Even though perhaps 20% of the subprime borrowers defaulted, 80%
did not, so the collapse of 2008 could not have been caused by subprime
borrowers defaulting.
     It was caused by the investors catching on to the fact that they were
being defrauded, so they stopped buying CDO's. Without new money coming
in to replenish the reserve accounts, those accounts ran dry and the servicers could not make monthly payments on the prior CDO's that were
held by the big pension funds, insurance companies, and money market funds. This is where the TARP money came in, ie to replenish those reserve
accounts so payments could continue to the investors and they in turn could
make payments available to their account holders. Unfortunately the market
value of the CDO's dropped because of all this, so if they were marked to
market all these investors would be in big trouble. That's when the Fed had
to intervene with "quantitative easing" a buy up these deflated assets.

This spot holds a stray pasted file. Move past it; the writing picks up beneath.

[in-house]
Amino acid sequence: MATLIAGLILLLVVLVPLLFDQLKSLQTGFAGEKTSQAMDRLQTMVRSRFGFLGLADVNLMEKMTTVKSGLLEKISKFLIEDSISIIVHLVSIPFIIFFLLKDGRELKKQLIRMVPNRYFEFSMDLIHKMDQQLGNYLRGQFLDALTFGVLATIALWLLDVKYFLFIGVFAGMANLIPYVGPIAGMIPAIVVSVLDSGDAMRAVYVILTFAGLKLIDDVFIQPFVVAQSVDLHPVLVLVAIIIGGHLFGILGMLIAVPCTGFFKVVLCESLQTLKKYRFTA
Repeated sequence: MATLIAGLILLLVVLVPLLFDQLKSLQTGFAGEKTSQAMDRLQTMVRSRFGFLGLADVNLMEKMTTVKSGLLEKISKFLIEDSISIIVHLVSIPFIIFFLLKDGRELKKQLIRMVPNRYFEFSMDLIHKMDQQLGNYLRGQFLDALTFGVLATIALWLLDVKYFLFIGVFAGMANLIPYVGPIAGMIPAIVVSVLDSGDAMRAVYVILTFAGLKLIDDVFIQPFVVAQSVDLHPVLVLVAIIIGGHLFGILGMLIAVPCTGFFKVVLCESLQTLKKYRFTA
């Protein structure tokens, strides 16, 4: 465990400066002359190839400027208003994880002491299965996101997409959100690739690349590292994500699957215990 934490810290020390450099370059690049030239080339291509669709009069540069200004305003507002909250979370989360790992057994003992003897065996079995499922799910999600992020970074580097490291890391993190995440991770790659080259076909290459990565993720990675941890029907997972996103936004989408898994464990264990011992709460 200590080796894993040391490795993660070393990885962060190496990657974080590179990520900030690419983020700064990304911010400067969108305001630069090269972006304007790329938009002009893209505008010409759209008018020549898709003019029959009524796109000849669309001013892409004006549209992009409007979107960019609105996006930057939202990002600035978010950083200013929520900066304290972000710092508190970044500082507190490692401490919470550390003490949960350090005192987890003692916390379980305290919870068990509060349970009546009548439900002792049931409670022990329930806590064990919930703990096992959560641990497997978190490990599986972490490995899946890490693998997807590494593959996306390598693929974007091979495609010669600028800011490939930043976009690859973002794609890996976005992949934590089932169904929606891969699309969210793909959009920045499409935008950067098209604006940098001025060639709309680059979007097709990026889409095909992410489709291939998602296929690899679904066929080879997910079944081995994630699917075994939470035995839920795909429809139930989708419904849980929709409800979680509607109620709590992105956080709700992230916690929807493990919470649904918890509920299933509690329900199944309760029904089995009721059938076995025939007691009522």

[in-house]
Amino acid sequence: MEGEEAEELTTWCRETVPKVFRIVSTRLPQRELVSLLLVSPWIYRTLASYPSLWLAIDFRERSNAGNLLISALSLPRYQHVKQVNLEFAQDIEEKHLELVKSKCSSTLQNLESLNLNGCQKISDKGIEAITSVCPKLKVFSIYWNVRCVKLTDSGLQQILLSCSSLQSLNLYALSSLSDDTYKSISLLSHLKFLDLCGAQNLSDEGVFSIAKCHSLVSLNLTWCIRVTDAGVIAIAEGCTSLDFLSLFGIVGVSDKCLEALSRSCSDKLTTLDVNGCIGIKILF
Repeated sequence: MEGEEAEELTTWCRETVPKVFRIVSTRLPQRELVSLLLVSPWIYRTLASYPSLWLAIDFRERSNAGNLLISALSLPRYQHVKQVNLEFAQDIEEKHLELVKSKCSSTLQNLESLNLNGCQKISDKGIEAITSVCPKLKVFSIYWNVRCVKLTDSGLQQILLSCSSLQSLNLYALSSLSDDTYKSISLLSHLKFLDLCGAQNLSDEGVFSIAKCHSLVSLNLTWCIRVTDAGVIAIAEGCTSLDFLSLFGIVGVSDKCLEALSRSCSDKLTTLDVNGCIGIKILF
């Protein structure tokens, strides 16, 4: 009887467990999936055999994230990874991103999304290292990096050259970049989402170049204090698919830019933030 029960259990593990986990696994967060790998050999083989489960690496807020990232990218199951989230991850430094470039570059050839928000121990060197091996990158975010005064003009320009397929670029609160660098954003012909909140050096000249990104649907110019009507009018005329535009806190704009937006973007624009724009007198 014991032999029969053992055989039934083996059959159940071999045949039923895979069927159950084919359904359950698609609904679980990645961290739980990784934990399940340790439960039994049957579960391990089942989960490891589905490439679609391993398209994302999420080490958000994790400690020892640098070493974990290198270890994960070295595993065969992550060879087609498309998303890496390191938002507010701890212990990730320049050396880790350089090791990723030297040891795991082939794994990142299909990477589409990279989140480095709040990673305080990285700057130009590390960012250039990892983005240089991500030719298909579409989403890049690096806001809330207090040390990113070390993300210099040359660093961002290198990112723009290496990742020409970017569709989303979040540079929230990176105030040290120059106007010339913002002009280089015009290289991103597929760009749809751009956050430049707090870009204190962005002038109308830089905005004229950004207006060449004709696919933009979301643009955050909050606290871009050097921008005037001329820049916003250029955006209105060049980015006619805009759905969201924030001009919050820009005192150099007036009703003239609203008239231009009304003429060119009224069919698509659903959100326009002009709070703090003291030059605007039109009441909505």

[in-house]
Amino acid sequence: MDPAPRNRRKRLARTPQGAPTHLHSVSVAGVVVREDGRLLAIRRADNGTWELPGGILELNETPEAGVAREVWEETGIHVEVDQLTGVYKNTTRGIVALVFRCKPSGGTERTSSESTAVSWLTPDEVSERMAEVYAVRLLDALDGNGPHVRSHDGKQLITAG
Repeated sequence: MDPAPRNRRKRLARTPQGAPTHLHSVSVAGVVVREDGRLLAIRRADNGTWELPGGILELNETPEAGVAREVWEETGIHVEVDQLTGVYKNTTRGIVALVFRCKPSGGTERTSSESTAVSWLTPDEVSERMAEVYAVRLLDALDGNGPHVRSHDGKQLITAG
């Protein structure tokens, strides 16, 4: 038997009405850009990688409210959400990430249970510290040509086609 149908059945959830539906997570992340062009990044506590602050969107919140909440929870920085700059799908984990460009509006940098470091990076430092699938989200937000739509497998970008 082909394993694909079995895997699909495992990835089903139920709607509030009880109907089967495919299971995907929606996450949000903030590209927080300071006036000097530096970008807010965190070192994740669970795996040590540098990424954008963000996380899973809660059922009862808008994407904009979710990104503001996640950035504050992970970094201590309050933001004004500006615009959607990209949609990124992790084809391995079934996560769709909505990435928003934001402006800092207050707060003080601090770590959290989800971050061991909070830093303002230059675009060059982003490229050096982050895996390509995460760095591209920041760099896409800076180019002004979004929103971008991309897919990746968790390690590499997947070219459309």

The servicers bought the "servicing rights" for about 2.5% of the face
amount of the Note. When the borrower defaults, it is them foreclosing, not
the investors in the CDO's. As Niel Garfield has stated, only the original
investors would have standing to foreclose, not the servicers. In essence
the servicers are obtaining a "free house" every time they foreclose because
they never advanced the money for the original loan that was made to the
borrower. The originating lender got paid multiple times on the same Note when they sold the same Note multiple times to investors on the secondary
market. MERS held the mortgage deeds in its name so the investors would
not realize that there were other investors who owned the same note that
corresponded to the one and only legitimate mortgage deed recorded in the
Official Records of the County where the property was located. So as Neil
Garfield has stated, the ultimate defence of any borrower with a MERS mort
gage is stated in one word "PAYMENT"! The original lender was paid in full,
the servicer has no STANDING, and the true owners of the obligation are
not in Court, so the case should get dismissed if the Judges truly understood
the securitization scam. Mr. Garfield is 100% right on!
Quote 0 0
Write a reply...